Disrupting the past paper pandemic – developing new question banks


  • Diana Warren School of Mathematics and Statistics, University of Sydney, Sydney, NSW, 2006, Australia


academic integrity, past papers, multiple-choice question banks, differentiation


One way of maintaining the academic standard and integrity of successive deliveries of a unit is to re-use a confidential multiple-choice question bank in the final exam. Such questions can be carefully workshopped to ensure a breadth of learning outcomes is being assessed, without repetition, at different performance levels. By necessity, the COVID-19 pandemic caused higher education institutions to quickly pivot to online exams, causing a pandemic of past papers being released on multiple forums, including student discussion boards and contract cheating companies. This included previously well-tested, confidential question banks. As a result, academics needed to rapidly produce new collections of questions, ideally different in form to those now available online.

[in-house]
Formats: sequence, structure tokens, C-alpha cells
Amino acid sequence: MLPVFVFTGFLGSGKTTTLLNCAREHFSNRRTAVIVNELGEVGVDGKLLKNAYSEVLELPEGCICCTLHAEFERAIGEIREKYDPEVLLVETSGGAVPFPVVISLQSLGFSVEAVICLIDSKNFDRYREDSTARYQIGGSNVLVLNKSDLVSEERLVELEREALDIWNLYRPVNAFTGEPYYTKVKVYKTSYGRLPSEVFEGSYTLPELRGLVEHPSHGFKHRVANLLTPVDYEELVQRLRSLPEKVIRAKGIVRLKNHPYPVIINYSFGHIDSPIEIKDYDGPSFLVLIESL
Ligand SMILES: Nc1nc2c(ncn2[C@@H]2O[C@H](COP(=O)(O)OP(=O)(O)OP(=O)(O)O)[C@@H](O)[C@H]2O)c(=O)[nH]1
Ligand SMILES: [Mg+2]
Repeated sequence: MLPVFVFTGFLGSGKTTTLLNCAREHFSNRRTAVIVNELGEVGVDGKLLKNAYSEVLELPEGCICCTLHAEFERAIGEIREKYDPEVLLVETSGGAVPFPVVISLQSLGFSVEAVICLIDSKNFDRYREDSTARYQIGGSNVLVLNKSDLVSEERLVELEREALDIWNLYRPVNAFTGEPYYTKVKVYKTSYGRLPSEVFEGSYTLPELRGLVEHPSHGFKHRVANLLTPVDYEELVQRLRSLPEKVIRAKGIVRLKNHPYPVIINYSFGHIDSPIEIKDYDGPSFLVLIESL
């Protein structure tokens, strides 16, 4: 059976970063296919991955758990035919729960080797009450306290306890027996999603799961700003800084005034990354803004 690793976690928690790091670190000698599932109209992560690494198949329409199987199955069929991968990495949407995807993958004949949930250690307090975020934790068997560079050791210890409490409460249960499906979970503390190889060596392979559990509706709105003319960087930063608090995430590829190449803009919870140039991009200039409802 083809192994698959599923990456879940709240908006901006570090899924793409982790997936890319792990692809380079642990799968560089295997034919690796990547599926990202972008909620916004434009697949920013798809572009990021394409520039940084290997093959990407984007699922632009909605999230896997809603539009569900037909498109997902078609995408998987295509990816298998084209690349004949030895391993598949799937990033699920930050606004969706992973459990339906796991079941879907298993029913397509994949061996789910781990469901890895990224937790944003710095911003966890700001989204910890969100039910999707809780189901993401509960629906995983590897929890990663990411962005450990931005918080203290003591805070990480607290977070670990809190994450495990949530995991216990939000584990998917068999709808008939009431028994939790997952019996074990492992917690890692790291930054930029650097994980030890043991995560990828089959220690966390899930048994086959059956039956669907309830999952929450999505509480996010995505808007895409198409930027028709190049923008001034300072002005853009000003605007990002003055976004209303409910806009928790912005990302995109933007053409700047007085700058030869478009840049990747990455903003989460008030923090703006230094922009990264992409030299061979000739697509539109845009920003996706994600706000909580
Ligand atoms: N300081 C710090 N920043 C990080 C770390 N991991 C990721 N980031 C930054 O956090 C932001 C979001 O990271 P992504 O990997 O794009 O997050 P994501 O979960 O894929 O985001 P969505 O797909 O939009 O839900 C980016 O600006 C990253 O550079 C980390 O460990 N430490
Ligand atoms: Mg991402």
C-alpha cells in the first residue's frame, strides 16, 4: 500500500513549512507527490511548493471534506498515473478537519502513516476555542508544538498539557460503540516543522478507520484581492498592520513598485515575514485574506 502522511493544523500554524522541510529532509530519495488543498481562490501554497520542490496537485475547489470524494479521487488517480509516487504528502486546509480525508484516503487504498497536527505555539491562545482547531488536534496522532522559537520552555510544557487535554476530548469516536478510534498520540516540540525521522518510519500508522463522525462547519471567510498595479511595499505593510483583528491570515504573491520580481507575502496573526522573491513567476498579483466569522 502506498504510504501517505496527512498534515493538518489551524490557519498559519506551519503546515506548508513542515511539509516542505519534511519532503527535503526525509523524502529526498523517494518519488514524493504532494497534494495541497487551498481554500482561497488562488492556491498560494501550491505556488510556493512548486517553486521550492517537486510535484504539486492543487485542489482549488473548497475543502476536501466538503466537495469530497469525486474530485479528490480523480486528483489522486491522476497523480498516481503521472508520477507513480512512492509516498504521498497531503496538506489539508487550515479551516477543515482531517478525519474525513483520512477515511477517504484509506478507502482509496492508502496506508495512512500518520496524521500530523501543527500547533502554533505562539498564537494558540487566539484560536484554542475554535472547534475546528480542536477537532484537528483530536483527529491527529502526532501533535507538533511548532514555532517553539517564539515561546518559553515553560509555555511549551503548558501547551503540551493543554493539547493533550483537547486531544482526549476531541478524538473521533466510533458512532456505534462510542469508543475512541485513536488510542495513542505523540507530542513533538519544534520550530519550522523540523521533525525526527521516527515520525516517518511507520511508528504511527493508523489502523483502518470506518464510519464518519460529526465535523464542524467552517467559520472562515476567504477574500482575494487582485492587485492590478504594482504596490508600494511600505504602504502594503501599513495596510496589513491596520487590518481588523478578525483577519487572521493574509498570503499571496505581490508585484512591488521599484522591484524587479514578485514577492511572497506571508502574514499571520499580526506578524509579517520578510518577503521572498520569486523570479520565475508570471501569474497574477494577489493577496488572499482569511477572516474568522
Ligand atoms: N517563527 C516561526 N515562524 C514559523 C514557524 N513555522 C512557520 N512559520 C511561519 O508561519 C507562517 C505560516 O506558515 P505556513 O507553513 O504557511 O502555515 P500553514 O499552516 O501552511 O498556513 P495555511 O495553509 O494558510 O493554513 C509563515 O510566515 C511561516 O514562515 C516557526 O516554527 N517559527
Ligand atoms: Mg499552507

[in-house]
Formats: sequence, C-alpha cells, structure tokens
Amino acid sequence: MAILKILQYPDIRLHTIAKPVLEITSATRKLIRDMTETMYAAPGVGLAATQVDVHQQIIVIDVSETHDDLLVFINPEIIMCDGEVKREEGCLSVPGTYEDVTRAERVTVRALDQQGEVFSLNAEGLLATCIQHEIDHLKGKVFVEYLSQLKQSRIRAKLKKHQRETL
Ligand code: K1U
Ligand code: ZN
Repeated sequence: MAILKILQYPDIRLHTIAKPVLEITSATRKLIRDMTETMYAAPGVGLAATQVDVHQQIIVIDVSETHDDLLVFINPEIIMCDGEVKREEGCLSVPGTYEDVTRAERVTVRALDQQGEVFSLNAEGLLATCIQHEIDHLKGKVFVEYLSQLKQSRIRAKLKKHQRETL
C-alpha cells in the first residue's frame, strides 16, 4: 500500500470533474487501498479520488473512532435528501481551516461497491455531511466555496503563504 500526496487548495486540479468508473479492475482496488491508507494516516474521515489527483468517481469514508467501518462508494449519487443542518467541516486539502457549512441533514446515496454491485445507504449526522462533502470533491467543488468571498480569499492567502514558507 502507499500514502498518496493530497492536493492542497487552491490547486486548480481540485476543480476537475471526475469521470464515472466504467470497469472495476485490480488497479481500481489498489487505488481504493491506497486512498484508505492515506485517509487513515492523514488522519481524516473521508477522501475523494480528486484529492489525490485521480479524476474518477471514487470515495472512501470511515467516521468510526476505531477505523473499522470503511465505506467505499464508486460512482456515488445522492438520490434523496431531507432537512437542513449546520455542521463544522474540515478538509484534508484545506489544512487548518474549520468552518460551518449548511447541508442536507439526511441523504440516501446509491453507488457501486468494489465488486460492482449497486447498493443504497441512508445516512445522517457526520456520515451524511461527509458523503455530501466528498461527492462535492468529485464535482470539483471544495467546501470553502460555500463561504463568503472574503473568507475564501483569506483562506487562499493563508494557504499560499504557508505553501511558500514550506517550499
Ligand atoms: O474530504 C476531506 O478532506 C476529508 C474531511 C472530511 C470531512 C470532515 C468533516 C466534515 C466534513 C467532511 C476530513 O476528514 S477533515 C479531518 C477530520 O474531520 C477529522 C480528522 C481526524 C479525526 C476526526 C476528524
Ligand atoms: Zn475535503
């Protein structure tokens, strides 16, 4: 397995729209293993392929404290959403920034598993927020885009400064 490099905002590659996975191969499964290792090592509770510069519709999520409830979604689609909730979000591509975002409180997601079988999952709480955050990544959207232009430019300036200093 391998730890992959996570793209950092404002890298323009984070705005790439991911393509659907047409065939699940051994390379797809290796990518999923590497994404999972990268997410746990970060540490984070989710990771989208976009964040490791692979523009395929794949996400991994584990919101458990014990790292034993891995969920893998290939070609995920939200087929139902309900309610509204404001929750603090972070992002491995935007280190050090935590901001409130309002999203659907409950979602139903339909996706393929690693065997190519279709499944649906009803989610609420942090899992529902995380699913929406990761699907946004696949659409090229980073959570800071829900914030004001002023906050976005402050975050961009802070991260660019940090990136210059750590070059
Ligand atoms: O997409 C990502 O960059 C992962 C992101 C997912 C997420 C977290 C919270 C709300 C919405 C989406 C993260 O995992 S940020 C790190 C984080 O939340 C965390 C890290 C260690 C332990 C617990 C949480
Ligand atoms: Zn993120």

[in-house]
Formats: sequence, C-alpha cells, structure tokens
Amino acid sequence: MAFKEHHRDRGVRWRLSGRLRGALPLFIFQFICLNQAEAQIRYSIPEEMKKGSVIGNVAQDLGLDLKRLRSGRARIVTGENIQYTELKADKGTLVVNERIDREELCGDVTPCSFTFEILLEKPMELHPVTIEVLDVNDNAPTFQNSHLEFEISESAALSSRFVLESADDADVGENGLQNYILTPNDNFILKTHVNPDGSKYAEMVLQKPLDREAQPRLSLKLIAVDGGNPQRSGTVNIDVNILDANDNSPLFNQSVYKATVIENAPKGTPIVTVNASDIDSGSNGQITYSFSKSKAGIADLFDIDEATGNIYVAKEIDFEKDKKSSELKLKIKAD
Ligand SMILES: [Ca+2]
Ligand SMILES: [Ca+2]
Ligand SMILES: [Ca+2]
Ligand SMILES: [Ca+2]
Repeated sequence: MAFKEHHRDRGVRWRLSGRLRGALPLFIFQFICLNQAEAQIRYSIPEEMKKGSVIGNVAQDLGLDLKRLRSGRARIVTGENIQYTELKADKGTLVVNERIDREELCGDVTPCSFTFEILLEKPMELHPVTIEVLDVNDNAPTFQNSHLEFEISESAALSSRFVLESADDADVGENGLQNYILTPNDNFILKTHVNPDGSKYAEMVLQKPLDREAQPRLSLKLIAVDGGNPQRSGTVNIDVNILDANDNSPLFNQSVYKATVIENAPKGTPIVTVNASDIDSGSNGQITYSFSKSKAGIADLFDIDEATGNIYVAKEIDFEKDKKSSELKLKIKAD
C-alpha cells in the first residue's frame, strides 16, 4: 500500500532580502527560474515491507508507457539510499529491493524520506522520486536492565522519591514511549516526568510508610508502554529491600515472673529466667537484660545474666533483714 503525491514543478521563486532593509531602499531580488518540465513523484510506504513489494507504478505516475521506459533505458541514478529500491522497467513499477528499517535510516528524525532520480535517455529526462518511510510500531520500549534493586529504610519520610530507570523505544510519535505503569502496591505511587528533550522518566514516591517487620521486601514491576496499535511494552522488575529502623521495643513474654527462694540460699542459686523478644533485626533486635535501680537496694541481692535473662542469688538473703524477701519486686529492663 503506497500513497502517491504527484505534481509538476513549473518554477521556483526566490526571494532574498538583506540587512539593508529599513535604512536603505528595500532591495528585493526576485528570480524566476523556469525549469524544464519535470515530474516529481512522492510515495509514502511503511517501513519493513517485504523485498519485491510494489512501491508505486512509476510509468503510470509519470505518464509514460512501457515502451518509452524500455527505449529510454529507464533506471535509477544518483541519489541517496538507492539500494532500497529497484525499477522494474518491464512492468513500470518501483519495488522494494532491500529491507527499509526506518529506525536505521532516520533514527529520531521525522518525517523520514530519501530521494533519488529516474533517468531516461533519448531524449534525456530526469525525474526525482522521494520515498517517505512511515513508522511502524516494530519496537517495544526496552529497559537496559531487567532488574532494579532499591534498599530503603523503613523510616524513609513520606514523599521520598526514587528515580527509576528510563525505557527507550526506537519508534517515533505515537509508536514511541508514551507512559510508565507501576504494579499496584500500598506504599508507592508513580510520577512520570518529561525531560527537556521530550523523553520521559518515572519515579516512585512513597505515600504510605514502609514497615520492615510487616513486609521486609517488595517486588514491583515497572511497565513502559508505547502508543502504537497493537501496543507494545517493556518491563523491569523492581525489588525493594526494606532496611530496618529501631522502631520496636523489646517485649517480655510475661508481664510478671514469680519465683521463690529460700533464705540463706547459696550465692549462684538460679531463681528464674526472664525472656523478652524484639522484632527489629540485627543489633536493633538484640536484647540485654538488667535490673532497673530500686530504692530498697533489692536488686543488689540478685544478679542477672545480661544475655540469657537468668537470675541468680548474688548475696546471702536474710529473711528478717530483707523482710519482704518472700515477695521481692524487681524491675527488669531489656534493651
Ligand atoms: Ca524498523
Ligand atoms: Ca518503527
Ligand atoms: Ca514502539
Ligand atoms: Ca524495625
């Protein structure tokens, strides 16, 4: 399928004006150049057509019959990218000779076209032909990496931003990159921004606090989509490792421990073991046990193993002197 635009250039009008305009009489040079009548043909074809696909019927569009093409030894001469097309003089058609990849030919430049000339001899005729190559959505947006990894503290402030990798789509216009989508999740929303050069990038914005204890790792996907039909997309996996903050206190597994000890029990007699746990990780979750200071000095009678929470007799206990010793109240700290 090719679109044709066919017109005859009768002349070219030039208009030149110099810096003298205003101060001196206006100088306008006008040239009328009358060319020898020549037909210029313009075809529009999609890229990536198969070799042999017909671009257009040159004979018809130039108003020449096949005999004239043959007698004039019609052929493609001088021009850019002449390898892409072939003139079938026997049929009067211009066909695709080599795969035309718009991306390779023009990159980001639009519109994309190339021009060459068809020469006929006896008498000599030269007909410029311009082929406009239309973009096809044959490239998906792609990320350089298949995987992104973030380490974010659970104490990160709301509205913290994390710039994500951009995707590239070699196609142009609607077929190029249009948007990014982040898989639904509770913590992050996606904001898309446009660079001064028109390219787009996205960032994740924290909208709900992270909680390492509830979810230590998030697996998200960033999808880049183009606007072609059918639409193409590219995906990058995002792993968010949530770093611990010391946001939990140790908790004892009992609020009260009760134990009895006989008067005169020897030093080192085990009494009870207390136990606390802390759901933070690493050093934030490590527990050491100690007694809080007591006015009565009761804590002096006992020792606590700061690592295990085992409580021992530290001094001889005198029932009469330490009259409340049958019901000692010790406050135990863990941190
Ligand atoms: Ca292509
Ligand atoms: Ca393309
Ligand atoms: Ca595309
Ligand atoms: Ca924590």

Our study focuses on exam data from DATA1001 (Foundations of Data Science) at The University of Sydney, with an annual cohort of more than 2000 students. We investigate patterns in the new multiple-choice question bank. What was the actual performance level compared to the expected performance level? What types of questions best differentiated between students of different abilities? What emerges is interesting findings about what students mastered, and what they struggled to learn, with implications for developing and reviewing multiple-choice questions.